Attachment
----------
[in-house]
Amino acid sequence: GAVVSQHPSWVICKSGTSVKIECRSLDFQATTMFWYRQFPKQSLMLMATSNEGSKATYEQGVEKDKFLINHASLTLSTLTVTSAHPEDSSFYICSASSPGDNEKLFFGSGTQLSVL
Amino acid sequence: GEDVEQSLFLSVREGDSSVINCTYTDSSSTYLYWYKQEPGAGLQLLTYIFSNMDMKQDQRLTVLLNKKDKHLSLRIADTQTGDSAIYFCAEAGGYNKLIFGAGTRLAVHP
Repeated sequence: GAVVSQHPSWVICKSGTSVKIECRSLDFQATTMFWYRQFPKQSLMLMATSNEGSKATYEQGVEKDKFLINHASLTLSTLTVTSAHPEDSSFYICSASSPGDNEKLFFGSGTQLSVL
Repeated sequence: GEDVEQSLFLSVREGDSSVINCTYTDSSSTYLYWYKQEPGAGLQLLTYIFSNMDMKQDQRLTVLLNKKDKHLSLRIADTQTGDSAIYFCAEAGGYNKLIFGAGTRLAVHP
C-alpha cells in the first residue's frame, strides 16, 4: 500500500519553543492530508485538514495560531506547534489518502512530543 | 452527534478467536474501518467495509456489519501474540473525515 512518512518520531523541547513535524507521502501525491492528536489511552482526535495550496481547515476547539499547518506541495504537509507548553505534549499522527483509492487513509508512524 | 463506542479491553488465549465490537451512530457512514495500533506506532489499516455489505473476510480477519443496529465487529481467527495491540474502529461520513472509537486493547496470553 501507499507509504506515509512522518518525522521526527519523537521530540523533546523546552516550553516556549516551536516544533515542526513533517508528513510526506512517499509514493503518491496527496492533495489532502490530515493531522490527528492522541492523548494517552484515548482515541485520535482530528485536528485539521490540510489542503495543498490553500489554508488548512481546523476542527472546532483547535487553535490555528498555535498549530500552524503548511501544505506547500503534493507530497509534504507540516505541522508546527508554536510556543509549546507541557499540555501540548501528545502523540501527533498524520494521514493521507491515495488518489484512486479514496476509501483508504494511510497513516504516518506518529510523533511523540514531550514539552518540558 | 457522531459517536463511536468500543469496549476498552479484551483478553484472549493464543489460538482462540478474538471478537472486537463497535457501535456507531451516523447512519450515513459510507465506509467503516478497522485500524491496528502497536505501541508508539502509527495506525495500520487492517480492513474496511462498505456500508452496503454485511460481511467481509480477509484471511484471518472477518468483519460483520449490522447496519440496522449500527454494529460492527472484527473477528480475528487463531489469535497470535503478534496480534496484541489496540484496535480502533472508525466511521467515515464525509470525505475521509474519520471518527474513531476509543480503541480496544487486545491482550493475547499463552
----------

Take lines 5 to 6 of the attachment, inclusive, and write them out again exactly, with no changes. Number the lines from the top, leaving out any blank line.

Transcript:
Repeated sequence: GEDVEQSLFLSVREGDSSVINCTYTDSSSTYLYWYKQEPGAGLQLLTYIFSNMDMKQDQRLTVLLNKKDKHLSLRIADTQTGDSAIYFCAEAGGYNKLIFGAGTRLAVHP
C-alpha cells in the first residue's frame, strides 16, 4: 500500500519553543492530508485538514495560531506547534489518502512530543 | 452527534478467536474501518467495509456489519501474540473525515 512518512518520531523541547513535524507521502501525491492528536489511552482526535495550496481547515476547539499547518506541495504537509507548553505534549499522527483509492487513509508512524 | 463506542479491553488465549465490537451512530457512514495500533506506532489499516455489505473476510480477519443496529465487529481467527495491540474502529461520513472509537486493547496470553 501507499507509504506515509512522518518525522521526527519523537521530540523533546523546552516550553516556549516551536516544533515542526513533517508528513510526506512517499509514493503518491496527496492533495489532502490530515493531522490527528492522541492523548494517552484515548482515541485520535482530528485536528485539521490540510489542503495543498490553500489554508488548512481546523476542527472546532483547535487553535490555528498555535498549530500552524503548511501544505506547500503534493507530497509534504507540516505541522508546527508554536510556543509549546507541557499540555501540548501528545502523540501527533498524520494521514493521507491515495488518489484512486479514496476509501483508504494511510497513516504516518506518529510523533511523540514531550514539552518540558 | 457522531459517536463511536468500543469496549476498552479484551483478553484472549493464543489460538482462540478474538471478537472486537463497535457501535456507531451516523447512519450515513459510507465506509467503516478497522485500524491496528502497536505501541508508539502509527495506525495500520487492517480492513474496511462498505456500508452496503454485511460481511467481509480477509484471511484471518472477518468483519460483520449490522447496519440496522449500527454494529460492527472484527473477528480475528487463531489469535497470535503478534496480534496484541489496540484496535480502533472508525466511521467515515464525509470525505475521509474519520471518527474513531476509543480503541480496544487486545491482550493475547499463552